Paradise Dam








Mega Litres








Paradise Dam

Kalliwa Road

Good Night




  • Boat Ramp

  • Car Parking

  • Road Access

  • Lookout

  • Picnic Areas

  • Toilets

  • Rubbish Bins

  • BBQs

  • Treated Water

  • Camping

Additional information


Recreational facilities are provided by Sunwater.


Boating activities are permitted however, operators are reminded to read and obey the signs, look for hazards, boat to conditions and stay away from the dam wall by at least 200 metres, as marked by the buoy line, or as signed. Water activities including swimming, kayaking and sailing are permitted among other activities, however, please note the exclusion zones as signed.

Boat ramp closures occur when the dam is spilling or water levels are very low, view our Recreation and Safety Alerts page for the latest information

Learn your responsibilities on the water through the Maritime Safety Queensland Boating and Fishing Guide.


Fishing is permitted at Paradise Dam, however, Sunwater does not permit onshore fishing on or near the dam wall. Fishermen are reminded to read the signs and look for hazards.

Paradise Dam is not a stocked impoundment therefore a permit is not required to fish at the storage.


Sunwater is committed to facilitating recreational access at Paradise Dam until major project work commences at the dam.

This includes operation of paid camping at the lower camping area, toilets, non-potable water, boat ramp and the public lookout area.

Operation of the upper camping area, serviced caravan park, kiosk and water treatment plant were discontinued in late 2022, meaning only non-potable water is now available.

For enquiries regarding camping, contact (07) 4127 7278.

  • No pre-booking available
  • No treated water or washing machines available on site
  • No fires are permitted in the campground.


For everyone’s enjoyment and safety, please keep your pet on a leash or restrained during your visit.


Help us keep all recreational areas clean and tidy by using the rubbish bins provided. If rubbish bins are full or unavailable, please take your rubbish with you. Please also take any seafood rubbish with you to reduce odour.


There are recreational gas BBQs available for use. Please use common sense when around open flame. Contact 000 to report uncontrolled fire.

Antisocial behaviour

If you observe vandalism, antisocial behaviour or any illegal activities, please contact the Police immediately on 000 to ensure we keep the dam safe and enjoyable for all.

Commercial or large group activities

Please note that approval is required for the use of Sunwater land for any organised event or function other than normal visitor activities in approved recreational areas. Events or functions include, but are not limited to fishing, swimming, rowing, boating or skiing competitions or displays, community events, weddings or other organised on-land activities. To gain approval, submit a General Application for Access to Sunwater Land or Infrastructure and Events or contact us on 13 15 89.

Motorcycles and other vehicles

The recreational use of motorcycles and four wheelers within the area and the surrounding private property is strictly prohibited. Please practise caution when driving all other vehicles in the area and obey the speed limit.


There is a known presence of submerged trees and other objects. The previous Mingo crossing bridge, situated 24kms upstream from Paradise Dam, is visible when the water level at Paradise Dam is low. Floating objects may be present after an inflow or flood event. Fast flowing water may be released suddenly from the spillway.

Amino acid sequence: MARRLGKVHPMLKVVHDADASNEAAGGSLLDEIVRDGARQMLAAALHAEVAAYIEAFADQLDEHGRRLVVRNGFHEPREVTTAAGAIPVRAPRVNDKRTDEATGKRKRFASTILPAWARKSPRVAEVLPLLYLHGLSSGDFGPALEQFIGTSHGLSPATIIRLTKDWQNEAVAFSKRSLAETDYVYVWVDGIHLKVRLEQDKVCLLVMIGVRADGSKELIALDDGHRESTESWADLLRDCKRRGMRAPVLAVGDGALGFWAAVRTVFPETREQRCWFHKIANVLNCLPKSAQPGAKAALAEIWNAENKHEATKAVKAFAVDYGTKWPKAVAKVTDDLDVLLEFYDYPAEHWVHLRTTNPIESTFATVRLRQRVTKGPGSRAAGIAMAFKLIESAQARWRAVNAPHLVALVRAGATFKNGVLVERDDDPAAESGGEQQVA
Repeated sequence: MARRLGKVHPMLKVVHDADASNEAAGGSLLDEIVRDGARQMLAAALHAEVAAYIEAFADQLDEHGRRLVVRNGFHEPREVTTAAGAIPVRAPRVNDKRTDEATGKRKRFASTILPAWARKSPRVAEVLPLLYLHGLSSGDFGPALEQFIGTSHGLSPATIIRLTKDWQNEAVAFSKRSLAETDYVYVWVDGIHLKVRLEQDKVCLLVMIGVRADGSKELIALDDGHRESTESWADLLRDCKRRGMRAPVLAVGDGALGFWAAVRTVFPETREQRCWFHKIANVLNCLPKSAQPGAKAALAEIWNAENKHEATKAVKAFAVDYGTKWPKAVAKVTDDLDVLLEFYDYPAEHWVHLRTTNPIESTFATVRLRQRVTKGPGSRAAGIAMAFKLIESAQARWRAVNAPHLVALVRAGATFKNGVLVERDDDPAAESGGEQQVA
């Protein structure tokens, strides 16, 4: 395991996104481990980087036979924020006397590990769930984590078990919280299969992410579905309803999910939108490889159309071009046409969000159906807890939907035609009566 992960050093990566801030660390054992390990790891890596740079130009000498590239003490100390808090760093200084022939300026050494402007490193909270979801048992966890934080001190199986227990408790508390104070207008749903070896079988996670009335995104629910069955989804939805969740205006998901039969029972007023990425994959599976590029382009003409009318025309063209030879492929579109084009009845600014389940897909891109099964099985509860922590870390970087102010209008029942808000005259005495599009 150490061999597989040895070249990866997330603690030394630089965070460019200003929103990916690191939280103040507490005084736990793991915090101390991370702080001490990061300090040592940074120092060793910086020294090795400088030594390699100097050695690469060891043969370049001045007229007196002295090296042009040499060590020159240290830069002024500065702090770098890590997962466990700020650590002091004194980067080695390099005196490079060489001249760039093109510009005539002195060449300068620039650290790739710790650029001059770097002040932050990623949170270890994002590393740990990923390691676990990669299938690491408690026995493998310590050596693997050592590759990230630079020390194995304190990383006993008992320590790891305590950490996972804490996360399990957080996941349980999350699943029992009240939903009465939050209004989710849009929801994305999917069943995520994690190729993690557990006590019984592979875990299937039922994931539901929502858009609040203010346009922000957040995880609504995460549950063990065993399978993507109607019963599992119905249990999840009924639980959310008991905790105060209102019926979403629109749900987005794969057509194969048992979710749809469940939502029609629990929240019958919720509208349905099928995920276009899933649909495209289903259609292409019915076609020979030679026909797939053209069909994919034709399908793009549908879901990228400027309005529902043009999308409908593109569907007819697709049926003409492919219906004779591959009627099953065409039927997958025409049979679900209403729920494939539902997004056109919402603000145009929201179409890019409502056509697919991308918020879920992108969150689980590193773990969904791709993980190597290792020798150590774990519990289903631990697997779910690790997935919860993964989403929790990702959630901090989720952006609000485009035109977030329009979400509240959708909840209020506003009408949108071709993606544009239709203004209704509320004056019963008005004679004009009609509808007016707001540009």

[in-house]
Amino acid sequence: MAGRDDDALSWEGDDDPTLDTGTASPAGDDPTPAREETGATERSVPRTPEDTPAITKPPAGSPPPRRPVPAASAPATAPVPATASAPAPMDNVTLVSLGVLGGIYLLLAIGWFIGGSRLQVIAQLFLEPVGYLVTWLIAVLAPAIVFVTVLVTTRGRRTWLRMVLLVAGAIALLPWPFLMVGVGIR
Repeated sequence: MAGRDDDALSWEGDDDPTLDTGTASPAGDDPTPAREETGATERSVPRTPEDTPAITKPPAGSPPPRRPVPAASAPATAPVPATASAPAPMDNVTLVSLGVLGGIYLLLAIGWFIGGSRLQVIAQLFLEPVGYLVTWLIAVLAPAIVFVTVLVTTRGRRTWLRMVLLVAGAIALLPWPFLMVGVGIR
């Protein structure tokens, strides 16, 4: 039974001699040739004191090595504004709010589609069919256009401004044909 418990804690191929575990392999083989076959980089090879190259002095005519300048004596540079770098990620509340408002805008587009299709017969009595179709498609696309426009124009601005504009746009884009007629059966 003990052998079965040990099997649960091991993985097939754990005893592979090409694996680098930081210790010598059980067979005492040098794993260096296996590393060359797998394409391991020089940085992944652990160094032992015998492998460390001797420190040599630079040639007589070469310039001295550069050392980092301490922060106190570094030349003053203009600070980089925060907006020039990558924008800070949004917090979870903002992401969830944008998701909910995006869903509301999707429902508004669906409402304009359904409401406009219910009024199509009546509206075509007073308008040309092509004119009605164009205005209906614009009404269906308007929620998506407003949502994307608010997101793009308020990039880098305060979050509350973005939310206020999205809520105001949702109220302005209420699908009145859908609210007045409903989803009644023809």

Read the signs and stay safe

For your own safety, please take note of the signs around the dam including those regarding private property and trespassing.
The signs indicate hazards to watch out for and areas to avoid. Keep an eye on your children and inform them of the hazards and permitted areas.

Emergency Management

View the Paradise Dam Emergency Action Plan, here.

Visitors must adhere to current COVID-19 social distancing guidelines and are encouraged to observe good hygiene practices.

All persons entering Sunwater property at their own risk should exercise due care and attention and must comply with all signs, notices, the lawful directions of Sunwater, Sunwater staff, all laws, regulations and applicable standards (e.g. boating, fire, road usage). All liability of Sunwater (or its subsidiaries) to you or any other person for loss or damage of any kind (however caused, including by negligence) arising from or relating in any way to access to, or use of, Sunwater property is excluded.

Playing safe

Stay safe at dams and weirs by looking out for potential hazards and risks.

Dam history

Allen Street in the mining town of Paradise in 1891. Paradise Dam derives its name from the town that was abandoned but consequently inundated when the dam was built. Image courtesy of the State Library of Queensland

Paradise Dam

Built in 2005, Paradise Dam is located on the Burnett River about 20 km north-west of Biggenden and 80 km south-west of Bundaberg.

There was a time in the late 1800s when gold miners seeking their fortunes swarmed over the area now covered by the dam’s water. Both the dam and its lake share the name of the town that serviced those miners, Paradise, which was abandoned in the early 1900s.

While the gold rush has long gone, the water that replaced it is just as valuable, feeding into the Bundaberg Water Supply Scheme to underpin the region’s agricultural and urban needs.

The Burnett River is an important ecosystem and the dam and its sister storages downstream — the Ned Churchward Weir and the Ben Anderson Barrage — feature millions of dollars in fish movement technology to allow fish to travel unimpeded.

The dam’s primary function is to store water for irrigation and urban use and was not designed for flood mitigation and does not include a flood-mitigation compartment.